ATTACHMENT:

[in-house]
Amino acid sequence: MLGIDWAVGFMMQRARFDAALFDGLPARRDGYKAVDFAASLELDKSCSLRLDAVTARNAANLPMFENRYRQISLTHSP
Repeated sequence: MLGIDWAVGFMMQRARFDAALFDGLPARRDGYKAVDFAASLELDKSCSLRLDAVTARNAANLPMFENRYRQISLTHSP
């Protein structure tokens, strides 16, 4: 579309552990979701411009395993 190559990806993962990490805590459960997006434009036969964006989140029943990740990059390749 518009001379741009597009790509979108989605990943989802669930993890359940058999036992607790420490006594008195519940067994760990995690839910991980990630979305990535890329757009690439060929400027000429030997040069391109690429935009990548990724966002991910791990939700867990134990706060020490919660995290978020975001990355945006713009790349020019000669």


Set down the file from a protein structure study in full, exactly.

[in-house]
Amino acid sequence: MLGIDWAVGFMMQRARFDAALFDGLPARRDGYKAVDFAASLELDKSCSLRLDAVTARNAANLPMFENRYRQISLTHSP
Repeated sequence: MLGIDWAVGFMMQRARFDAALFDGLPARRDGYKAVDFAASLELDKSCSLRLDAVTARNAANLPMFENRYRQISLTHSP
């Protein structure tokens, strides 16, 4: 579309552990979701411009395993 190559990806993962990490805590459960997006434009036969964006989140029943990740990059390749 518009001379741009597009790509979108989605990943989802669930993890359940058999036992607790420490006594008195519940067994760990995690839910991980990630979305990535890329757009690439060929400027000429030997040069391109690429935009990548990724966002991910791990939700867990134990706060020490919660995290978020975001990355945006713009790349020019000669």